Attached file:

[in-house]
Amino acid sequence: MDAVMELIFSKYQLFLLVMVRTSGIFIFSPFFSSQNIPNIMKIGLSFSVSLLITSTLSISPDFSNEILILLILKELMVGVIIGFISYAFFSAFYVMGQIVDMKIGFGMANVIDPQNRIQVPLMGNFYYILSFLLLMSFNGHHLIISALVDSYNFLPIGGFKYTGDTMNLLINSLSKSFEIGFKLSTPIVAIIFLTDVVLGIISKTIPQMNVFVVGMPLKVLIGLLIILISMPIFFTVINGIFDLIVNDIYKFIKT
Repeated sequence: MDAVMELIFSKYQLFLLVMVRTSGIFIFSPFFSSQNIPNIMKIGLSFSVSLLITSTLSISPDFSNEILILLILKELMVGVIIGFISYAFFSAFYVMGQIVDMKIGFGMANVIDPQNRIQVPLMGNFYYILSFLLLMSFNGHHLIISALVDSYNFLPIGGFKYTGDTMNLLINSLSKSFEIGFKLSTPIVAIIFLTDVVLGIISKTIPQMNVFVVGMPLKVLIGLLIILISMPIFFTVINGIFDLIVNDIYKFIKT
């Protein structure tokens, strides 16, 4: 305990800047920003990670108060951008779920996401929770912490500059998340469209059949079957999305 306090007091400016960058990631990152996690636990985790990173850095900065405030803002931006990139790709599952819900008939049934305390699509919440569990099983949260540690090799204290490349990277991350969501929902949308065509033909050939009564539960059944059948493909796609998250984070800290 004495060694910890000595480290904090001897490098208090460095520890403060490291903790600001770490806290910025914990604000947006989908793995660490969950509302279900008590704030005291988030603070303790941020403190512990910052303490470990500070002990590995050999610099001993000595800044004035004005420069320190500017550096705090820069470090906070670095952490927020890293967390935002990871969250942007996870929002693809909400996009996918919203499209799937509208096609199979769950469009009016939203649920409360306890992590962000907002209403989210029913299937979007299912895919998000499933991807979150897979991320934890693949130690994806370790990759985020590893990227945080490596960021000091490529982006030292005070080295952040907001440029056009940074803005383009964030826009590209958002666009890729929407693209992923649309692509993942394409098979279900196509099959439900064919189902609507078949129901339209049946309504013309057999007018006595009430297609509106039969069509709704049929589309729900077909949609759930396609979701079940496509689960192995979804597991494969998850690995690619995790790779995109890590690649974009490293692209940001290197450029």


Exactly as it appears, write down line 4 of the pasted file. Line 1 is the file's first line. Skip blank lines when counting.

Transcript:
């Protein structure tokens, strides 16, 4: 305990800047920003990670108060951008779920996401929770912490500059998340469209059949079957999305 306090007091400016960058990631990152996690636990985790990173850095900065405030803002931006990139790709599952819900008939049934305390699509919440569990099983949260540690090799204290490349990277991350969501929902949308065509033909050939009564539960059944059948493909796609998250984070800290 004495060694910890000595480290904090001897490098208090460095520890403060490291903790600001770490806290910025914990604000947006989908793995660490969950509302279900008590704030005291988030603070303790941020403190512990910052303490470990500070002990590995050999610099001993000595800044004035004005420069320190500017550096705090820069470090906070670095952490927020890293967390935002990871969250942007996870929002693809909400996009996918919203499209799937509208096609199979769950469009009016939203649920409360306890992590962000907002209403989210029913299937979007299912895919998000499933991807979150897979991320934890693949130690994806370790990759985020590893990227945080490596960021000091490529982006030292005070080295952040907001440029056009940074803005383009964030826009590209958002666009890729929407693209992923649309692509993942394409098979279900196509099959439900064919189902609507078949129901339209049946309504013309057999007018006595009430297609509106039969069509709704049929589309729900077909949609759930396609979701079940496509689960192995979804597991494969998850690995690619995790790779995109890590690649974009490293692209940001290197450029």